North Korea fired dozens of artillery shells onto a South Korean island on Tuesday, killing one person, setting homes ablaze and triggering an exchange of fire as the South's military went on top alert.
In what appeared to be one of the most serious border incidents since the 1950-53 war, South Korean troops fired back with cannon, the government convened in an underground war room and "multiple" air force jets scrambled.
The firing came after North Korea's disclosure of an apparently operational uranium enrichment programme -- a second potential way of building a nuclear bomb -- which is causing serious alarm for the United States and its allies.
Some 50 shells landed on the South Korean border island of Yeonpyeong near the tense Yellow Sea border, damaging dozens of houses and sending plumes of thick smoke into the air, YTN television reported.
One South Korean marine -- part of a contingent based permanently on the frontline island -- was killed and 13 other marines were wounded, the military said. YTN said two civilians were also hurt.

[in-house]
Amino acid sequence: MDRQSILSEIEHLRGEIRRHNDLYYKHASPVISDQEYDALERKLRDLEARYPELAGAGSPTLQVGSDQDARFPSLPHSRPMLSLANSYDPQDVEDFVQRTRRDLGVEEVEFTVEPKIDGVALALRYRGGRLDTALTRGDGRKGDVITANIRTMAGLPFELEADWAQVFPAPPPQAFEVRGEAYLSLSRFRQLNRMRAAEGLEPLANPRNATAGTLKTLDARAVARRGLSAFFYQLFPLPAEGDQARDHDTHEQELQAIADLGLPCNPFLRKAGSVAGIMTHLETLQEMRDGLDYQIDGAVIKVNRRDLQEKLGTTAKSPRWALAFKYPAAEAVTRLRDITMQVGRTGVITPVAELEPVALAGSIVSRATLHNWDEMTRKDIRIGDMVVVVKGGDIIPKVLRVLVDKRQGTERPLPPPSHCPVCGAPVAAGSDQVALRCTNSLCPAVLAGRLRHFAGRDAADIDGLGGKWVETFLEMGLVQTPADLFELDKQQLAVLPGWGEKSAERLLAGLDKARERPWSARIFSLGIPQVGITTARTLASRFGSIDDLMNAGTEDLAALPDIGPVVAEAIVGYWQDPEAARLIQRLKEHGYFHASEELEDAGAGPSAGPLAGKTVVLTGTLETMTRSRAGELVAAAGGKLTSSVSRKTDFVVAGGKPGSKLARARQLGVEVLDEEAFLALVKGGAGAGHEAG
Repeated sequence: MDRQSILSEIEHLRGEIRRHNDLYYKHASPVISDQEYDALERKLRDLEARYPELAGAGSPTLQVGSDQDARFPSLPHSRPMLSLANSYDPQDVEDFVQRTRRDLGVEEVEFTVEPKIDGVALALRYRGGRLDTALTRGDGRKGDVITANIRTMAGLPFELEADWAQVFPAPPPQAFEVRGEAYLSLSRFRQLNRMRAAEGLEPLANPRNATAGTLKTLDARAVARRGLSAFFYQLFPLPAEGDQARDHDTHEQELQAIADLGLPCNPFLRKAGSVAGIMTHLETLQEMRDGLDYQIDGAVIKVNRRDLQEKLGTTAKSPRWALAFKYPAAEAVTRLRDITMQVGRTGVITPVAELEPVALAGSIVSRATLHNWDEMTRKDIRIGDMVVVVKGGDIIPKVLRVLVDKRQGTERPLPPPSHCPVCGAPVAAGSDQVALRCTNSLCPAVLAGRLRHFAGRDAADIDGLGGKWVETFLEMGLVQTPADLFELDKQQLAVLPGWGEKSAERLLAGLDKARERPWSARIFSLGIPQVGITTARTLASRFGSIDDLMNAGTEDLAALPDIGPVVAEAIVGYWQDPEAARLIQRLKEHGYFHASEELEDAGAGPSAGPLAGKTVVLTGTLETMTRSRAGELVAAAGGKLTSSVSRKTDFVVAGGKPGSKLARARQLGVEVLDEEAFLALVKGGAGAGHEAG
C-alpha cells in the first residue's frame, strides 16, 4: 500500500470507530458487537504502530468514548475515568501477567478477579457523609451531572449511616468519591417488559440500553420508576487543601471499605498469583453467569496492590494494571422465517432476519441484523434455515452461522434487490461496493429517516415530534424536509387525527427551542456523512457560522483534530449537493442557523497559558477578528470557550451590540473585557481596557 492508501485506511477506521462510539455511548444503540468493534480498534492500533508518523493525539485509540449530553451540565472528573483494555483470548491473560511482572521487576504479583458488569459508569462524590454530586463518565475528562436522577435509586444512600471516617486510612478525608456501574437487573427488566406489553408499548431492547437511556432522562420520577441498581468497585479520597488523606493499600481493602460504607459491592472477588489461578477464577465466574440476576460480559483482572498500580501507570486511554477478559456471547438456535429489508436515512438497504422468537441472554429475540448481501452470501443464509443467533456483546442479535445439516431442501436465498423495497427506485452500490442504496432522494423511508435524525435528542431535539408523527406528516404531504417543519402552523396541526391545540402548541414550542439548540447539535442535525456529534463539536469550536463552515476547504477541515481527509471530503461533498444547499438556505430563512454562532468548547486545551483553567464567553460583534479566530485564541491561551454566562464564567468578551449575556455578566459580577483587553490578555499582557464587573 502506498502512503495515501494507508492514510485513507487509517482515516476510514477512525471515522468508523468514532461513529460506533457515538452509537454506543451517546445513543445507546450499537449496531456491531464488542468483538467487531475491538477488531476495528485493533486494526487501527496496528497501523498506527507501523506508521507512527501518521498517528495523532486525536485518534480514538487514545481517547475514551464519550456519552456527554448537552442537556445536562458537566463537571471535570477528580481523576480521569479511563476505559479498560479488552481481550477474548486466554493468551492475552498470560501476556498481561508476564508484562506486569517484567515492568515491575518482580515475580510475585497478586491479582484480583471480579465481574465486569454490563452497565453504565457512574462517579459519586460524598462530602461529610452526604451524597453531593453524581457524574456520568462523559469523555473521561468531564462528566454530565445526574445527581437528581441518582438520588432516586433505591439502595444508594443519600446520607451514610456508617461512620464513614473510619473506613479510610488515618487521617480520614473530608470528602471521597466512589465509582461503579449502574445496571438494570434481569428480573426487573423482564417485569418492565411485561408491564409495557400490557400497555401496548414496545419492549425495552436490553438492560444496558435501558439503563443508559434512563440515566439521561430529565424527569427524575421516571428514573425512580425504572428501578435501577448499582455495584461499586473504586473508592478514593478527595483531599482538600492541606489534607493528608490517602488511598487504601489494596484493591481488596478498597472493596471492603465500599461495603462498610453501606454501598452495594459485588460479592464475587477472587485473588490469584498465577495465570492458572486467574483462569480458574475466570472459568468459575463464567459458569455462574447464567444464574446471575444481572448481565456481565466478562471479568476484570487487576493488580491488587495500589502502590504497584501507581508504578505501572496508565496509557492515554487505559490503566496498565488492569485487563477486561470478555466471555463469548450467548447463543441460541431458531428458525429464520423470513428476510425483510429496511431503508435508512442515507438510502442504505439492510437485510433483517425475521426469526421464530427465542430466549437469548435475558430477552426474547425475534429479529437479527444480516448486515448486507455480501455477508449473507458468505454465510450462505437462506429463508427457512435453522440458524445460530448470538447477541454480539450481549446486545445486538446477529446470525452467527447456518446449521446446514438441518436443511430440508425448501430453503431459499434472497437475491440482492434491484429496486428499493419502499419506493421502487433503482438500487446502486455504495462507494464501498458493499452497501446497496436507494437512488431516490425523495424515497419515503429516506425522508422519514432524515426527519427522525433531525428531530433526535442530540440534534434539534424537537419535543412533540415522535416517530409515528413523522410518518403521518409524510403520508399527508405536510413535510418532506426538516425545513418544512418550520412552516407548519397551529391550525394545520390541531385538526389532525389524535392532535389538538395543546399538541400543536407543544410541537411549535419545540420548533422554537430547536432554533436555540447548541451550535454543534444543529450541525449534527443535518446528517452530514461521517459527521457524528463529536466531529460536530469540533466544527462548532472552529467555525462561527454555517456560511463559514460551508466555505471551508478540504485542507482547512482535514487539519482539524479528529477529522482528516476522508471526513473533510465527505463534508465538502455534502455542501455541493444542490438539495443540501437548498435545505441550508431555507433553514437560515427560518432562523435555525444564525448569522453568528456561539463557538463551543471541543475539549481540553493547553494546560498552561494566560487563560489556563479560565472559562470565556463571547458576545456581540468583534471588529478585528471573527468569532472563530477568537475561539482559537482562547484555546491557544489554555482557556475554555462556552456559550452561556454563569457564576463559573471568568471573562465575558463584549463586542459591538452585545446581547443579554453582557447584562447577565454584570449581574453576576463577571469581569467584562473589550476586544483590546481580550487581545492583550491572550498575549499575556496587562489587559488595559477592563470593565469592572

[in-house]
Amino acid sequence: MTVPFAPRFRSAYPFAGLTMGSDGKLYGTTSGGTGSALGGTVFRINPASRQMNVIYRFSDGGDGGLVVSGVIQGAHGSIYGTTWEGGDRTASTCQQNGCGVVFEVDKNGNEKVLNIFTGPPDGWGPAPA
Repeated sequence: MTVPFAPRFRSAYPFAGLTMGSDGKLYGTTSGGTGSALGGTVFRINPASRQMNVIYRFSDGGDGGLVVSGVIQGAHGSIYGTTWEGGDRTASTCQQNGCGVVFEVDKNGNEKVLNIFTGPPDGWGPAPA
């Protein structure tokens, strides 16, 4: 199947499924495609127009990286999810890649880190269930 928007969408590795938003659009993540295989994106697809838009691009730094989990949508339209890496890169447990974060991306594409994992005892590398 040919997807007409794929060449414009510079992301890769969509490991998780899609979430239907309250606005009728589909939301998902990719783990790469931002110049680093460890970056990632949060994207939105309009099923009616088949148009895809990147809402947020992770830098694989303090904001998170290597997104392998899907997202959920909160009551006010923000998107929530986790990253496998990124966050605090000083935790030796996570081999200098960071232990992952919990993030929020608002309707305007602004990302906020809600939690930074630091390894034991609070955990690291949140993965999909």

This development makes the question of whether China has been surreptitiously aiding North Korea's nuclear program all the more urgent. The Japanese government calls the attack "unforgivable." The United States' response to today's attack must be equally swift and unequivocal.
UPDATE: Pyongyang, of course, is blaming Seoul for the altercation, and threatening more "merciless" violence.
UPDATE II: The White House strongly denounces North Korea's actions:
"The United States strongly condemns this attack and calls on North Korea to halt its belligerent action," the White House said in a statement.
"The United States is firmly committed to the defense of our ally, the Republic of Korea, and to the maintenance of regional peace and stability," the White House said, adding that it was in close and continuing contact with South Korea over the situation.
A U.S. official, speaking on anonymity, told Reuters that U.S. forces in Korea were closely monitoring the situation. But no U.S. troops were involved in the response to the North's artillery fire, the official said.
There are around 28,000 U.S. forces stationed in South Korea.
UPDATE III: Video from CNN.
UPDATE IV: South Korea vows an "enormous" retaliation if attacked again; Fox News reports say President Obama was pulled out of bed in the middle of the night as the crisis unfolded. Obama has reportedly spoken by phone with South Korean President Lee Myung-bak earlier this morning.
UPDATE V: Are Iran and North Korea collaborating on illegal weapons programs? (It's almost is if they're an axis of evil, or something).
UPDATE VI: Obama is "outraged." Very strong language from the White House. Gibbs says US and South Korean leaders are in "close and constant contact."